A new study indicates that people with metabolic syndrome need significantly more vitamin E, an antioxidant important for cell protection.

Defined by diagnosis of three or more of several conditions, including abdominal obesity, elevated lipids, high blood pressure, pro-inflammatory state, a pro-thrombotic state and insulin resistance or impaired glucose tolerance, metabolic syndrome affects millions of people in the United States.

About the new study, published in the American Journal of Clinical Nutrition, Maret Traber, a professor in the Oregon State University (OSU) College of Public Health and Human Sciences and Ava Helen Pauling Professor in the Linus Pauling Institute, said “the research showed that people with metabolic syndrome need about 30-50 percent more vitamin E than those who are generally healthy.”

Done by researchers in the Linus Pauling Institute at OSU and the Human Nutrition Program at the Ohio State University, the study was a double-blind, crossover clinical trial focusing on vitamin E levels in people with metabolic syndrome, which is often related to obesity.

More than 30 percent of the American public are obese, and more than 25 percent of the adults in the United States meet the criteria for metabolic syndrome, putting them at significantly increased risk for cardiovascular disease and type-2 diabetes, which are primary causes of death in the developed world.

Nutrition surveys have estimated that 92 percent of men and 96 percent of women in the United States fail to get an adequate daily intake of vitamin E in their diet. The micronutrient is found at high levels in almonds, wheat germ, various seeds and oils, and at much lower levels in some vegetables and salad greens, such as spinach and kale.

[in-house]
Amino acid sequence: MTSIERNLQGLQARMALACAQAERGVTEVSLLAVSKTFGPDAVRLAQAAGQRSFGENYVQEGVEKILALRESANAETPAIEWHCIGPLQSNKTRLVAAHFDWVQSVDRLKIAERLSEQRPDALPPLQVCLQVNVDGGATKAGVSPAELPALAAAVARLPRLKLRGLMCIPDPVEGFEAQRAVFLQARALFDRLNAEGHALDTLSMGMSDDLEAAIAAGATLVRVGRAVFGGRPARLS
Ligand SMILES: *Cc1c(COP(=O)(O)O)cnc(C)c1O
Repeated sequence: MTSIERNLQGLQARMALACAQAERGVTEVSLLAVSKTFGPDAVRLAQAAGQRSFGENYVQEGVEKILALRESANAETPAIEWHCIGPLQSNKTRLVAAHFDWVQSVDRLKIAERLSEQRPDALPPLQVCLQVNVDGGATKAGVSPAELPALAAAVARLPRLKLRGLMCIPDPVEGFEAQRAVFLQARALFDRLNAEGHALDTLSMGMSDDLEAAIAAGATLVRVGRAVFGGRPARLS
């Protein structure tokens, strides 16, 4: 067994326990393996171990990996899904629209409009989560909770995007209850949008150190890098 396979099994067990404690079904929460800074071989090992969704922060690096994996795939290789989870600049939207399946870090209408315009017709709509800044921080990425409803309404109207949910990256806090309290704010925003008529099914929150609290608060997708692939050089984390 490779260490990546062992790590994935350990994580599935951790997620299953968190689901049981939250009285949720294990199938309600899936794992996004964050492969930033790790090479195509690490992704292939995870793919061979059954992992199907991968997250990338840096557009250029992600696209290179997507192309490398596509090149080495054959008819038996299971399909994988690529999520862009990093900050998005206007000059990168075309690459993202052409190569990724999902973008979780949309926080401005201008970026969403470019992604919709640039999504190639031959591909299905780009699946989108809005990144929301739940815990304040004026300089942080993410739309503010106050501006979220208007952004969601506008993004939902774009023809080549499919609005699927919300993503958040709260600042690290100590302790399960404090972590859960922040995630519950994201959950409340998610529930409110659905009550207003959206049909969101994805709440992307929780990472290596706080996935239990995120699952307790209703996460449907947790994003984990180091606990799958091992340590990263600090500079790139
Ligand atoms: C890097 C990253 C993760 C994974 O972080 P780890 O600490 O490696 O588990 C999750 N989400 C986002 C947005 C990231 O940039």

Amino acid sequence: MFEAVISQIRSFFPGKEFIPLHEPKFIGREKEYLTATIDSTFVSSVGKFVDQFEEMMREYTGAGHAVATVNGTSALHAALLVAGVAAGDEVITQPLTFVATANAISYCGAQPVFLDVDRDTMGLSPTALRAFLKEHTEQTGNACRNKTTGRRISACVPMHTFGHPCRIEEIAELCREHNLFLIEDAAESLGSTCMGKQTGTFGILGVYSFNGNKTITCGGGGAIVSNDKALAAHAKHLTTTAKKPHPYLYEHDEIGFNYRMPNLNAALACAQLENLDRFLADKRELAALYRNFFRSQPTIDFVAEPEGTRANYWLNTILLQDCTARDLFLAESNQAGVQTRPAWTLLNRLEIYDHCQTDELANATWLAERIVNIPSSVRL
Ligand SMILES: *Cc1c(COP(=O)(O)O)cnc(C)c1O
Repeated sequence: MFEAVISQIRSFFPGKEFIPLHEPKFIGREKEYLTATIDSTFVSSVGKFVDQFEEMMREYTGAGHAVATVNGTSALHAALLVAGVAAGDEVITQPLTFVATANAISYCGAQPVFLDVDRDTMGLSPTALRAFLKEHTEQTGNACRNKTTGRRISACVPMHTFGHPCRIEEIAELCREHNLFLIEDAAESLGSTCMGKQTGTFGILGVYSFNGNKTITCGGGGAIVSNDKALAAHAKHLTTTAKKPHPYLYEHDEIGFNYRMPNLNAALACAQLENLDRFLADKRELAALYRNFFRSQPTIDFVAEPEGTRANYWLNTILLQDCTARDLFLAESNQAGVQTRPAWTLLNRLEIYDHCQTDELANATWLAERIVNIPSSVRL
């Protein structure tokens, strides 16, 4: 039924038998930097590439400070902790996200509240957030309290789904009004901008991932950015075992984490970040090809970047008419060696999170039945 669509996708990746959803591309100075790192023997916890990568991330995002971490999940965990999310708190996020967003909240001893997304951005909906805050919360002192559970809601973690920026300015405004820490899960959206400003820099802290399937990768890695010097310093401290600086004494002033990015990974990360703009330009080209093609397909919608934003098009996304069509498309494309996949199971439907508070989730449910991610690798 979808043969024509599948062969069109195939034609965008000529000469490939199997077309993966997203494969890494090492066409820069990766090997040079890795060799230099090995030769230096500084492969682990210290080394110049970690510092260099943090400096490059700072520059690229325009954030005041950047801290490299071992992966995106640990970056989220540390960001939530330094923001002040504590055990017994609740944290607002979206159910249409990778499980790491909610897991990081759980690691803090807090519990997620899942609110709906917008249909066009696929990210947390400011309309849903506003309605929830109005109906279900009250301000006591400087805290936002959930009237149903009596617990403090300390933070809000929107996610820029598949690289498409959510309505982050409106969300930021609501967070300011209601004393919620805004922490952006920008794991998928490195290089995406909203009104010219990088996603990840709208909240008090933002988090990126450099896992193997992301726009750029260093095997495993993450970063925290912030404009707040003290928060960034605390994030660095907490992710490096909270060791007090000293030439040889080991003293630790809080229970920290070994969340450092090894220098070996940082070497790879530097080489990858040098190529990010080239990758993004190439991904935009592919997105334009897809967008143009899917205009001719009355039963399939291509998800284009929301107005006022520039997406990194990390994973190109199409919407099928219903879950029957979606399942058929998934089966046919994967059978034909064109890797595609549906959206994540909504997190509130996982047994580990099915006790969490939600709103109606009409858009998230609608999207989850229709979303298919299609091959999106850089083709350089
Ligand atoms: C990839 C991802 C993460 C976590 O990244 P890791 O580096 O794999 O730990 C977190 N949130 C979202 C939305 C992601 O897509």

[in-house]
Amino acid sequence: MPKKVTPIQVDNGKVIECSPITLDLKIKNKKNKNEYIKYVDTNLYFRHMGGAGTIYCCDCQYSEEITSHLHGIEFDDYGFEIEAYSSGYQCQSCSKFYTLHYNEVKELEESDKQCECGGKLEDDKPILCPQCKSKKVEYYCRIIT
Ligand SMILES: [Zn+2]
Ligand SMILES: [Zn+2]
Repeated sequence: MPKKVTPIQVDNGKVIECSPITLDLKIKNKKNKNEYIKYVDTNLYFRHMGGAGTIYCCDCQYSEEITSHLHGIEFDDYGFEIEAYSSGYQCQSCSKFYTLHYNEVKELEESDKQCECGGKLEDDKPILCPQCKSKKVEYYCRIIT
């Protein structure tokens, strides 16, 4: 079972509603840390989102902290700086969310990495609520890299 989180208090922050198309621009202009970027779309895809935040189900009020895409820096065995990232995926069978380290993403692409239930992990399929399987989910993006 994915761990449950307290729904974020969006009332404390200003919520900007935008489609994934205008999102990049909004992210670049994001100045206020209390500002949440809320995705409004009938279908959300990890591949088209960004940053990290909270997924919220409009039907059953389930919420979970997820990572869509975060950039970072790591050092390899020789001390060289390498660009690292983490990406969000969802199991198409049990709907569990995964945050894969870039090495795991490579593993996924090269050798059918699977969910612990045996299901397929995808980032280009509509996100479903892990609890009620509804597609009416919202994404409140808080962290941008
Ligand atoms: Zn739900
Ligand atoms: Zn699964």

In addition to protecting cells, Vitamin E affects gene expression, immune function, aids in repair of wounds and the damage of atherosclerosis, prevents fat from going rancid and is important for vision and neurologic function.

“In previous work we showed that people with metabolic syndrome had lower bioavailability of vitamin E,” Traber said. “Our current work uses a novel approach to measure how much vitamin E the body needs.”

By “labeling” vitamin E with deuterium, a stable isotope of hydrogen, the researchers were able to measure the amount of the micronutrient that was eliminated by the body, compared to the intake. The advanced research laboratory tests showed that people with metabolic syndrome retained 30-50 percent more vitamin E than healthy people – showing that they needed it.

However, with metabolic syndrome, likely resulting in higher levels of oxidative and inflammatory stress, even as those people’s tissues were taking up and retaining the needed vitamin E, their blood levels by conventional measurement appeared about the same as those of a normal, healthy person.

“We’ve discovered that vitamin E levels often look normal in the blood, because this micronutrient is attracted to high cholesterol and fat,” Traber was quoted as saying in a news release. “So vitamin E can stay at higher levels in the circulatory system and give the illusion of adequate levels, even as tissues are deficient.”

“This basically means that conventional vitamin E blood tests as they are now being done are useless.” Enditem

Source: Xinhua/NewsGhana.com.gh

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